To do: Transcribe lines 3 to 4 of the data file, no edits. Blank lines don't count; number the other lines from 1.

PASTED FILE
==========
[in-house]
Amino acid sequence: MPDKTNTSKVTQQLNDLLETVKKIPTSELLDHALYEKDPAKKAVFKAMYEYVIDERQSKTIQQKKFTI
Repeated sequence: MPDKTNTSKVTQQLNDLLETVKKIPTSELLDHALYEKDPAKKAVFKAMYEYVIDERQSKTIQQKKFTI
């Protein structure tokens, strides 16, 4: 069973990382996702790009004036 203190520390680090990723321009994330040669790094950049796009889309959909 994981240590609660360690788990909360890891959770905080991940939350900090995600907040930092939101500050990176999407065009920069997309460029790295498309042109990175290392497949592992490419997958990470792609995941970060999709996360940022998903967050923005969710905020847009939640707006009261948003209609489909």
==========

Repeated sequence: MPDKTNTSKVTQQLNDLLETVKKIPTSELLDHALYEKDPAKKAVFKAMYEYVIDERQSKTIQQKKFTI
């Protein structure tokens, strides 16, 4: 069973990382996702790009004036 203190520390680090990723321009994330040669790094950049796009889309959909 994981240590609660360690788990909360890891959770905080991940939350900090995600907040930092939101500050990176999407065009920069997309460029790295498309042109990175290392497949592992490419997958990470792609995941970060999709996360940022998903967050923005969710905020847009939640707006009261948003209609489909």